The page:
With fruits performing better than vegetables, lower average retail prices in the third quarter held back sales gains for fresh produce, according to the latest United FreshFacts on Retail.
For the quarter ending Sept. 29, the report showed total produce sales were 1.7% higher than the third quarter of 2011, reflecting prices that were 0.7% lower and volume running 2.4% higher.
Sales of fresh fruit in the third quarter were up 3.1%, with prices off 0.9% and volume up 4%. Vegetables suffered a 2.4% decline in sales, recording average prices that were 1.7% lower than third quarter 2011 and volume that slipped 0.7% compared with year ago.
The report tracks the performance of the top 10 fruit and vegetable commodities and revealed that nine of the top ten fruits showed volume increases in the third quarter 2012 compared with the same period a year ago. Berries, grapes, apples, avocados and specialty fruit showed the biggest sales gains in the fruit category.
Berry sales showed a 8.9% gain, with grapes 8.5% higher and apple 8.7% above the third quarter of 2011.
For vegetables, the report showed that only packaged salads, mushrooms and cucumbers posted modest sales gains between 1% and 2%, while lower prices for potatoes, tomatoes, lettuce and onions pulled sales of those commodities lower compared with a year ago.
Potato sales were 11.8% lower for the quarter, driven down by a 11.1% decline in average retail prices and a 0.8% decline in volume. Sales of lettuce were off 6.8% and sales of tomatoes were 4.9% lower compared with the third quarter of 2011.
Organic produce sales continued to be a bright spot, with organic fruit sales accounting for 3% of all total produce sales and organic vegetables representing 1.8% of all fresh produce sales, according to the report.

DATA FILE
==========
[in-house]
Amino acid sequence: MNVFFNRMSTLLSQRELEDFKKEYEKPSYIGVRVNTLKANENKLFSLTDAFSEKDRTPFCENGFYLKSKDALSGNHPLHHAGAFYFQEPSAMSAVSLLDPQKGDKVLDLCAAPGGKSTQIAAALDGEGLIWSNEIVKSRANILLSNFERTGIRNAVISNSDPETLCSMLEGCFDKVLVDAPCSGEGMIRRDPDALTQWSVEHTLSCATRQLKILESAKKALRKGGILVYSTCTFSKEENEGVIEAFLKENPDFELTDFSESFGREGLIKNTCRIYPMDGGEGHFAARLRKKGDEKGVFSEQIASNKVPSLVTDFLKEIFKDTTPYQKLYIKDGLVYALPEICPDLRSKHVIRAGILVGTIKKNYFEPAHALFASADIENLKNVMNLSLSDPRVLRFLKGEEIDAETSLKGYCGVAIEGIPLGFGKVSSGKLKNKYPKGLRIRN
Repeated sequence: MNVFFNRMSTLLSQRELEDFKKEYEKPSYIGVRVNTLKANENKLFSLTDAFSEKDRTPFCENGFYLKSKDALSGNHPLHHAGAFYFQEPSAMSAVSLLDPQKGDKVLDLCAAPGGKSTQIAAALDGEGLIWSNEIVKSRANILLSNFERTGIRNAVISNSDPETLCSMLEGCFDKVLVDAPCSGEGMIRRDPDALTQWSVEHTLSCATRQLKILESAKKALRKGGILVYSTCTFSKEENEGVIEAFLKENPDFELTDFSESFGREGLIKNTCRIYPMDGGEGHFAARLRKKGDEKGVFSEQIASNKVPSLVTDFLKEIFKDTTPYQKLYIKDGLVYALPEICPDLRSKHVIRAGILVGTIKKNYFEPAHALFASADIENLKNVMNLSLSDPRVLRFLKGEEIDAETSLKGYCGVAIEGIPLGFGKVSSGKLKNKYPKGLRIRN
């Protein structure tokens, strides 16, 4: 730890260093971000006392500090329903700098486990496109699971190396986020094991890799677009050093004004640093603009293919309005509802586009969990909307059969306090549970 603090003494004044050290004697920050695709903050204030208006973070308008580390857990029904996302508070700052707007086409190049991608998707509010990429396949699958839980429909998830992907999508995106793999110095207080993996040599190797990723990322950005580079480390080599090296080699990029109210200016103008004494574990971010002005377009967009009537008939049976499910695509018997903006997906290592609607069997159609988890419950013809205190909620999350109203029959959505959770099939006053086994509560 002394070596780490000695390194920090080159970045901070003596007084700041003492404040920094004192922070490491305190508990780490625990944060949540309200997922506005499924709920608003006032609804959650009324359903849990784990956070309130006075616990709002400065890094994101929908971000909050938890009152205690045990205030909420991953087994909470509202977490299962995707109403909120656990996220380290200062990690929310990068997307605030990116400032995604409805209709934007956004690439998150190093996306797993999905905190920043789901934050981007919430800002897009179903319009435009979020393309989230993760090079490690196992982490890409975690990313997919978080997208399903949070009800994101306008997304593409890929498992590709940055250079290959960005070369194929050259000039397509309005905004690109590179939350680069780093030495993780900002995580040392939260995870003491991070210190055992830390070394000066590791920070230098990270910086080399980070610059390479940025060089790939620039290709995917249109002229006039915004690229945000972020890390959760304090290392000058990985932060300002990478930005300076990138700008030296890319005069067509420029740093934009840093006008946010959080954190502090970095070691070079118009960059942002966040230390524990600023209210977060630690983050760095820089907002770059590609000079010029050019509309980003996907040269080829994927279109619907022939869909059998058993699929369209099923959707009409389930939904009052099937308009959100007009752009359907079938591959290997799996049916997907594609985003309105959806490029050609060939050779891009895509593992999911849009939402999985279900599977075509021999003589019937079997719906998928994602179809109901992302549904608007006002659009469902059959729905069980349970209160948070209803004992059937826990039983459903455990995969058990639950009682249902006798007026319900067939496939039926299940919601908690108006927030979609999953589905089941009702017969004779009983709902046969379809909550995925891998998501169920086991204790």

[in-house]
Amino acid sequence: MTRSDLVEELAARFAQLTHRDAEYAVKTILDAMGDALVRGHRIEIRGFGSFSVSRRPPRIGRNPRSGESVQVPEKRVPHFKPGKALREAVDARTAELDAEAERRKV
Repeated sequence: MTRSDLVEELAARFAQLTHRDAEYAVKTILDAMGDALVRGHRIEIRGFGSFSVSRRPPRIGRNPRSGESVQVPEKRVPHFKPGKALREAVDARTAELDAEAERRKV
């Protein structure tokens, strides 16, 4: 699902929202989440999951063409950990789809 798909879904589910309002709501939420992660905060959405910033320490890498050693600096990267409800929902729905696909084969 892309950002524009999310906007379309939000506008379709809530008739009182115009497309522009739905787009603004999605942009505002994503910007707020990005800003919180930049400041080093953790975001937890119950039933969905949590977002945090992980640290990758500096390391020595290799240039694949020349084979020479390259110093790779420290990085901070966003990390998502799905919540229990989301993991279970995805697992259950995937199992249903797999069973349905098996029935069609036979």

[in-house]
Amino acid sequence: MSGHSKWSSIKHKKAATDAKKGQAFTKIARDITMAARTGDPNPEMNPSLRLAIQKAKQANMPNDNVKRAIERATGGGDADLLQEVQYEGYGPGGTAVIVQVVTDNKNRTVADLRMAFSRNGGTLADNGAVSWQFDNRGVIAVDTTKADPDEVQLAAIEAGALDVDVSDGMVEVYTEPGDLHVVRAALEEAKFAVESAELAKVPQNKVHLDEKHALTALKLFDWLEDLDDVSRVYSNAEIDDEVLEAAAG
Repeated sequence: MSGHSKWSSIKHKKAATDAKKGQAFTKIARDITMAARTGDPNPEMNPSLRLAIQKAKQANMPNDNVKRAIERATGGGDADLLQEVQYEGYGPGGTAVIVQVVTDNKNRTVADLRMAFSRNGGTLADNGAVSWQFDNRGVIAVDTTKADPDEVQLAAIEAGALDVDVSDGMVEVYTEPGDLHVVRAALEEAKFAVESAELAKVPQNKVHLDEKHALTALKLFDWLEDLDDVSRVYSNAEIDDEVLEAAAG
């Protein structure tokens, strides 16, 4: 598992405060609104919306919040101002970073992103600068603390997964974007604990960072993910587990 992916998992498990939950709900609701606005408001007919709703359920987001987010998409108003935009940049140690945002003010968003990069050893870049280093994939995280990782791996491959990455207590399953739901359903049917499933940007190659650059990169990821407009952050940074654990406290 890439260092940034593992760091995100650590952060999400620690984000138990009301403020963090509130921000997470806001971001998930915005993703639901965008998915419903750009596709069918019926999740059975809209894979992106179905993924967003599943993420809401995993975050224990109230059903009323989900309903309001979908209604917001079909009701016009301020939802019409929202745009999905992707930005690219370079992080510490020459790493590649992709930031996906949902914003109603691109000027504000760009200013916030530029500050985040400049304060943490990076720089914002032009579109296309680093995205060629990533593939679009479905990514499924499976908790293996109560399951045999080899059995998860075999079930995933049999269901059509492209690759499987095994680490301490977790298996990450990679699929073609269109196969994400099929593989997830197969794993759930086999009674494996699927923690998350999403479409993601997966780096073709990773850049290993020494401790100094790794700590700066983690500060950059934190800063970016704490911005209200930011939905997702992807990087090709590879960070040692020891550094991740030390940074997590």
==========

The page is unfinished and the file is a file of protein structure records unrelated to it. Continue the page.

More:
Sales of organic fruit were 23% higher than the third quarter of 2011, pushed by a 22.2% rise in volume and a 0.7% increase in volume, according to the report. Organic vegetable sales were up 12.1%, boosted by a 13.1% rise in volume and a 0.9% decline in average prices.
Value-added fruits increased dollar and volume sales by 8.8% and 1.3%, respectively. Growth was driven primarily by fresh-cut fruit, which accounted for roughly three-quarters of value-added fruit dollar share, according to the report.
Value-added vegetables’ growth was tabbed at a 10.2% increase in dollar sales and a 10.6% volume increase.
The report, produced in partnership with the United Fresh Produce Association and Nielsen Perishables Group, is free for United Fresh members and for $50 for nonmembers. For questions about the FreshFacts report, contact Shannon Young, United Fresh education manager, at (202) 303-3400, ext. 405, or firstname.lastname@example.org.